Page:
California broke a record this morning, but hopefully won’t continue the tradition. Friday marks the 100th day without a budget, but there is light at the end of the tunnel. Early Friday morning, the Assembly passed the budget proposed by Governor Arnold Schwarzenegger; the budget now goes to the Senate for a vote today.
Assemblyman Cameron Smyth released the following statement after the Assembly passed a budget early Friday morning:
“It’s difficult to be proud of a budget that was delivered 100 days late. However, the budget that we passed this morning represents an important step in getting California back on solid fiscal ground. We closed a $19 billion deficit without resorting to tax increases, and we were able to maintain K-14 education funding, prevent early release of inmates, and preserve a safety net for those in our communities who rely most on social services. Additionally, we passed budget and pension reforms that are critical if we want to avoid situations like this in the future.”
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“Preserving education funding was one of my top priorities in this budget, and I am pleased that we were able to maintain K-14 education funding at last year’s level. In fact, when you account for declining enrollment, the budget contains a modest increase in per-pupil spending for 2010-11. It is still important that these funds be utilized efficiently at the district level to ensure that more dollars are reaching the classroom, but we were able to avoid some of the drastic cuts that had been proposed to the education budget.”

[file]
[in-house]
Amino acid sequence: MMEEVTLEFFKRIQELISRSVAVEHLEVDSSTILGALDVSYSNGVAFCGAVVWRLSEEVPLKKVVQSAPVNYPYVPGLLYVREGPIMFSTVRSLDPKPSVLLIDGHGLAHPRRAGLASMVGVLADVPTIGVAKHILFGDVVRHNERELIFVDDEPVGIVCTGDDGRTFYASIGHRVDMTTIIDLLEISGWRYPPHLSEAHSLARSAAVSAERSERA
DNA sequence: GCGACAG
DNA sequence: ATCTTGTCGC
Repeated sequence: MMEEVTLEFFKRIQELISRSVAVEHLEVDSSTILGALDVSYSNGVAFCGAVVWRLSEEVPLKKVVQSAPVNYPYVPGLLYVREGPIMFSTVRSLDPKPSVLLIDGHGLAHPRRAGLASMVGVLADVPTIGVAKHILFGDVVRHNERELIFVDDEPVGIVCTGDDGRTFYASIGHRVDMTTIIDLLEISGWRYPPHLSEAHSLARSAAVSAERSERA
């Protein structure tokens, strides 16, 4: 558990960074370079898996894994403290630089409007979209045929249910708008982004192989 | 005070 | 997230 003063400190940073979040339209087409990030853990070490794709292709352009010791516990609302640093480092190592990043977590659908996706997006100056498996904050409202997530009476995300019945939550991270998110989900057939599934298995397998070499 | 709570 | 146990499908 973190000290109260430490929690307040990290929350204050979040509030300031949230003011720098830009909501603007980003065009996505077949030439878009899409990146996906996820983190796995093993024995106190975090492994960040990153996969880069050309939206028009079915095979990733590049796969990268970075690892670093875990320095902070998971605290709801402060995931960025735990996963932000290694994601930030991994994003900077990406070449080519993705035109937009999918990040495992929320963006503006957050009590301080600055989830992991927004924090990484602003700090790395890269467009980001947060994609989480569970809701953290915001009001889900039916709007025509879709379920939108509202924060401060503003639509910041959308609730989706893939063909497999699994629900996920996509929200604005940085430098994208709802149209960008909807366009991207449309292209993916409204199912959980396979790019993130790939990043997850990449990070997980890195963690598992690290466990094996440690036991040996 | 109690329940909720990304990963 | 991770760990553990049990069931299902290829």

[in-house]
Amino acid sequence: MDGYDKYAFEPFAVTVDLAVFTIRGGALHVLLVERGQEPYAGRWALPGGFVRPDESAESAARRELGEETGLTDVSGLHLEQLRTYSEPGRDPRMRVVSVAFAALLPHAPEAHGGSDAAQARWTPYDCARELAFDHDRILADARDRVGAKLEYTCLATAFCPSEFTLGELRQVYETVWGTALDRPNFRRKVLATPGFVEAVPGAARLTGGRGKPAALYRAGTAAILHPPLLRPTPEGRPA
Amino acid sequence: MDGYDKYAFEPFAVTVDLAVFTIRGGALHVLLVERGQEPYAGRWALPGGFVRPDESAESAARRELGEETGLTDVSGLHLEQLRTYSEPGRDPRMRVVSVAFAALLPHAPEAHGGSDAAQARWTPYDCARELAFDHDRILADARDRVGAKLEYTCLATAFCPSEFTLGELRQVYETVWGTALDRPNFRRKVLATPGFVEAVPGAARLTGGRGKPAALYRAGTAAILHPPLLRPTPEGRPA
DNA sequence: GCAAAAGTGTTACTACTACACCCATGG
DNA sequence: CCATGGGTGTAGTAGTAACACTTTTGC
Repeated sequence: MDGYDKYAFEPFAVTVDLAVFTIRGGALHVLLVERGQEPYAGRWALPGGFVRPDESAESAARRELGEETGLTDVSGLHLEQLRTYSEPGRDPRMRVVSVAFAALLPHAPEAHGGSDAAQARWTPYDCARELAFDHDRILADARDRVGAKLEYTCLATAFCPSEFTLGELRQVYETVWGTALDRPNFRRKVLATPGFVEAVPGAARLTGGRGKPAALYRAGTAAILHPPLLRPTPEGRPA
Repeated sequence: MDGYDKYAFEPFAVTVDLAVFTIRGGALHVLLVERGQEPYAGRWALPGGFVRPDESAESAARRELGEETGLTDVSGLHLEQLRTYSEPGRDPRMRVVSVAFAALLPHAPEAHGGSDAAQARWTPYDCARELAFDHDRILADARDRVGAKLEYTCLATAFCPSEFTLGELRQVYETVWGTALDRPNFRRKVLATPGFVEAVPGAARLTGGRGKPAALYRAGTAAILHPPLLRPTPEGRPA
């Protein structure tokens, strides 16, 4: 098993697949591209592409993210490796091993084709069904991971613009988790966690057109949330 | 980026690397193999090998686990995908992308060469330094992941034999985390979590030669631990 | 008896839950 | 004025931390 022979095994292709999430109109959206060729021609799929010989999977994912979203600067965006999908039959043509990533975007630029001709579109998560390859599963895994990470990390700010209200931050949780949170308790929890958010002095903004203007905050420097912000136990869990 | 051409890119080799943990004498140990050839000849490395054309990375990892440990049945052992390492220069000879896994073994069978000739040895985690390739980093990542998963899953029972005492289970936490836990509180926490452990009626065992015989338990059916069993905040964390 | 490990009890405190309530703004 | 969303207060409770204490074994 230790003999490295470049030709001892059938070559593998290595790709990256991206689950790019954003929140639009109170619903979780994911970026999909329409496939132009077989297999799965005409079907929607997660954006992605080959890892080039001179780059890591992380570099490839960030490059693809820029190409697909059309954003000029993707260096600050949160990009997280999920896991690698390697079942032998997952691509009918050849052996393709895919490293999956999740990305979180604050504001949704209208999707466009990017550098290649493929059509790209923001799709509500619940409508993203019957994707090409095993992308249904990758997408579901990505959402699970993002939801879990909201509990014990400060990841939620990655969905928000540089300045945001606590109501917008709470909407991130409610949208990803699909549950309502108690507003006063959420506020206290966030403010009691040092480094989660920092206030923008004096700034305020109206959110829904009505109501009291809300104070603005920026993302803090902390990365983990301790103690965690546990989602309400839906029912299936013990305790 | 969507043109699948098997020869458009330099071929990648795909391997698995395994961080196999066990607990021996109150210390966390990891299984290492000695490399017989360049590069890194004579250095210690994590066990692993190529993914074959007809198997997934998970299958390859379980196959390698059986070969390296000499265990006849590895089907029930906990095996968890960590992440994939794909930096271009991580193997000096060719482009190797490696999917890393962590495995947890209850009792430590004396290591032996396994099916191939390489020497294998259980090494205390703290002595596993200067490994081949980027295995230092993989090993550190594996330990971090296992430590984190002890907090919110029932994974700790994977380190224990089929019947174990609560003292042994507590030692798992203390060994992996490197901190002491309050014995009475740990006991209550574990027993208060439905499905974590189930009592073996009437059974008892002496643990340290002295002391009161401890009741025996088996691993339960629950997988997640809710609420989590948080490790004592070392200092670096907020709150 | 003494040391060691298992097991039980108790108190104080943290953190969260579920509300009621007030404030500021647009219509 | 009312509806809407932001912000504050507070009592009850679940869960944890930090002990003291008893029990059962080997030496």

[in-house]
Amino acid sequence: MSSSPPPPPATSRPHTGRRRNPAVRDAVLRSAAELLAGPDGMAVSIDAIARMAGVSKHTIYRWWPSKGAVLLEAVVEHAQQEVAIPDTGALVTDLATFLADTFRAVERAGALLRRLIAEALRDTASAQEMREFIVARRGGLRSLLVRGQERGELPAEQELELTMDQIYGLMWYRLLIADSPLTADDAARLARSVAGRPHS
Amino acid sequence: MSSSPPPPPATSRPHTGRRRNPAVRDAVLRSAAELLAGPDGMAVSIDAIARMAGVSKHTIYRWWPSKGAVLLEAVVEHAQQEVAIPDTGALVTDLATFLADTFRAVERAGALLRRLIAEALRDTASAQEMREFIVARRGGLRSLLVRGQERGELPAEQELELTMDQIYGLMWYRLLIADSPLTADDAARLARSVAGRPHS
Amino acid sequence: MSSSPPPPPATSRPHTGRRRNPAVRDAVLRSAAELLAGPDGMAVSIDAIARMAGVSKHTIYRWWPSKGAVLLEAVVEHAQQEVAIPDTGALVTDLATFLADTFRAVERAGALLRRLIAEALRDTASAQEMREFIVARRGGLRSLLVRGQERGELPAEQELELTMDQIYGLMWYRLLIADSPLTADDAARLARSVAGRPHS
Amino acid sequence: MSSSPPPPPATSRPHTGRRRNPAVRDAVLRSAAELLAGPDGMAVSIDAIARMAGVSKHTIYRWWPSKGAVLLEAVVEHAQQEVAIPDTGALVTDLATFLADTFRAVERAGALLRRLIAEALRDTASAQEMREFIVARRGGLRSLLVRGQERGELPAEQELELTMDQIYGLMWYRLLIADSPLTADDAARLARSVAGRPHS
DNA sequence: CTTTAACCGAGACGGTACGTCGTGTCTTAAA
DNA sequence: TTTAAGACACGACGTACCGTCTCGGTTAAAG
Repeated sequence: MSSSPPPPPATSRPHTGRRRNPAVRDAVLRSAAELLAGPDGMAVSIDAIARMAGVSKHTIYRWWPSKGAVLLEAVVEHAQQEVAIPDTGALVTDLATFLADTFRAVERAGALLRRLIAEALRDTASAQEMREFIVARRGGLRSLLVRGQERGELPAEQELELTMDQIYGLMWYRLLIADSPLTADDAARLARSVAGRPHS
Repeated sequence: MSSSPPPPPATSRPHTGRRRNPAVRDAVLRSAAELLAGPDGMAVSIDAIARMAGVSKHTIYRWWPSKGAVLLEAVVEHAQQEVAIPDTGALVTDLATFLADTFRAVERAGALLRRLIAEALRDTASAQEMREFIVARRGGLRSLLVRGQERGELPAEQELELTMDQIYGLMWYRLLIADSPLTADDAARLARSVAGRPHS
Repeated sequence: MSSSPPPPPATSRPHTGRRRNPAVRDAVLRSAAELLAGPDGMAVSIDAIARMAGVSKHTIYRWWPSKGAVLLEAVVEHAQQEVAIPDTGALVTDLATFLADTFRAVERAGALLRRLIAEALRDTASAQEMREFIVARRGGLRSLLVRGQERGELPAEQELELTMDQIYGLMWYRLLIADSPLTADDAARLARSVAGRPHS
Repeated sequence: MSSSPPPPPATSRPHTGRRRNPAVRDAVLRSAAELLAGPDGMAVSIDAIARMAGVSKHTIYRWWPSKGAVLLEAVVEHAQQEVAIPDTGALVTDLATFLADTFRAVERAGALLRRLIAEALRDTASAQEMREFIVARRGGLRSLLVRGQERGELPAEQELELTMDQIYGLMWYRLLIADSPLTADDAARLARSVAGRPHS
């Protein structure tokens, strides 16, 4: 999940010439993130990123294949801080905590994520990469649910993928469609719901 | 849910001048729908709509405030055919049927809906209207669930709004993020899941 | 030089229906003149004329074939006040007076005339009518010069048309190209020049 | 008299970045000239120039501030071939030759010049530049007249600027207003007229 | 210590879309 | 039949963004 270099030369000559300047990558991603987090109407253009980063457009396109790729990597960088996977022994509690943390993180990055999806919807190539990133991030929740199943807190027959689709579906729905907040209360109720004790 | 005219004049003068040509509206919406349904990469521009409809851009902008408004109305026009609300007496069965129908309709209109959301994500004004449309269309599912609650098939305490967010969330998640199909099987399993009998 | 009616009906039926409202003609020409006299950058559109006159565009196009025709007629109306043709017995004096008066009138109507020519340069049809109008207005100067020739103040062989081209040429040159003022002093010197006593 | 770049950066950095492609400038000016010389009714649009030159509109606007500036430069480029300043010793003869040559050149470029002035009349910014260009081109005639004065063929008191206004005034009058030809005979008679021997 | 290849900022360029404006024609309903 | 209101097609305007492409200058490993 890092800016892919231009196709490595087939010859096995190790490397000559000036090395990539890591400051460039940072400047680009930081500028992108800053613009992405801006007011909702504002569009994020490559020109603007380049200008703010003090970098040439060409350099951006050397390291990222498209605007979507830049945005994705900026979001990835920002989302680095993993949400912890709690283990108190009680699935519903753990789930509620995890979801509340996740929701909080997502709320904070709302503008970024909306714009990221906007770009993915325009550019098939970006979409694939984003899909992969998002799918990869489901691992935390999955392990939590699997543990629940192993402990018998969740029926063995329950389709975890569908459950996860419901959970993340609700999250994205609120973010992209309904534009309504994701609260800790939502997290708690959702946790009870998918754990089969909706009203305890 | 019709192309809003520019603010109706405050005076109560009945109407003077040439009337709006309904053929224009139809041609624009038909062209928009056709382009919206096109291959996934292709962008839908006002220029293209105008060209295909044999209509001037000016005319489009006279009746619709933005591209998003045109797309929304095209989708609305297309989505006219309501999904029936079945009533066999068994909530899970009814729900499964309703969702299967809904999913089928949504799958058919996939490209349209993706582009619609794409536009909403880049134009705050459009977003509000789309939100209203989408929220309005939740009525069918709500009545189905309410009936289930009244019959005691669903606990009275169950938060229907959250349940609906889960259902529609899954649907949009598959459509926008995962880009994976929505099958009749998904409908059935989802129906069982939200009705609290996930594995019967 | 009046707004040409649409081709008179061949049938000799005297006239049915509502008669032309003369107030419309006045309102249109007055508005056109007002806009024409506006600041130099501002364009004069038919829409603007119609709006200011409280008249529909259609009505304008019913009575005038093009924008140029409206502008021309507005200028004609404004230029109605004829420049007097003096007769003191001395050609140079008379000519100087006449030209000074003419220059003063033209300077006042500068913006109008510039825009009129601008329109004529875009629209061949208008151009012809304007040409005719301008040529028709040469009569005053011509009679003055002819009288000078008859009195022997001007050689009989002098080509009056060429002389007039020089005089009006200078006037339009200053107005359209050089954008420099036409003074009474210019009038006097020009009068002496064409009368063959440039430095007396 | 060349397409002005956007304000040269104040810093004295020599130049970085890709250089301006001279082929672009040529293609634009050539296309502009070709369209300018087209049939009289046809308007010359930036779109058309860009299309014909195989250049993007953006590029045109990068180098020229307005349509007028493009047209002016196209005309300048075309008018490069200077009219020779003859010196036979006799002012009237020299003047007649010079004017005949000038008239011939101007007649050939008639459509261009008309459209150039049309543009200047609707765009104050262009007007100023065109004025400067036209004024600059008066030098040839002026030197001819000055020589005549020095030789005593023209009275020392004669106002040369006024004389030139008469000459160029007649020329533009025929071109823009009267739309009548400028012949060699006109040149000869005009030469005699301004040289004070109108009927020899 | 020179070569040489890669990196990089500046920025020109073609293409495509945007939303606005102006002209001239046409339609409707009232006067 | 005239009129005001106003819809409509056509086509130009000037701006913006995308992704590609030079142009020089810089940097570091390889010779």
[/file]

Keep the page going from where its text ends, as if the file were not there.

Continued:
“Perhaps the most important long-term aspects of this package are the budget and pension reforms that we achieved. In November 2012, voters will have the opportunity to approve a ballot measure that strengthens the state’s fiscal reserve by increasing its maximum size, restricting the situations in which it can be tapped, and directing unanticipated revenue to the rainy day fund. Through negotiations with the Governor and union leaders, we were also able to roll back pension formulas for new state employees, which will reduce future liabilities for California taxpayers.”
“As with any budget, not everything is positive. There are aspects of the budget that I’m very concerned about. For example, there is an assumption that California will be able to draw down over $5 billion in federal funds to close more than a quarter of our deficit. While I believe we should be demanding our fair share from Washington, I have a hard time relying on federal funding assumptions that are not guaranteed – especially when those funds account for such a large part of the budget.”
“I’m obviously disappointed that we’re passing the budget in October. We should have been able to get to this point in June. Notwithstanding the timing, I believe this is a budget that is good for California in the long run. We protected taxpayers, sustained education funding, and implemented reforms to save for the future.”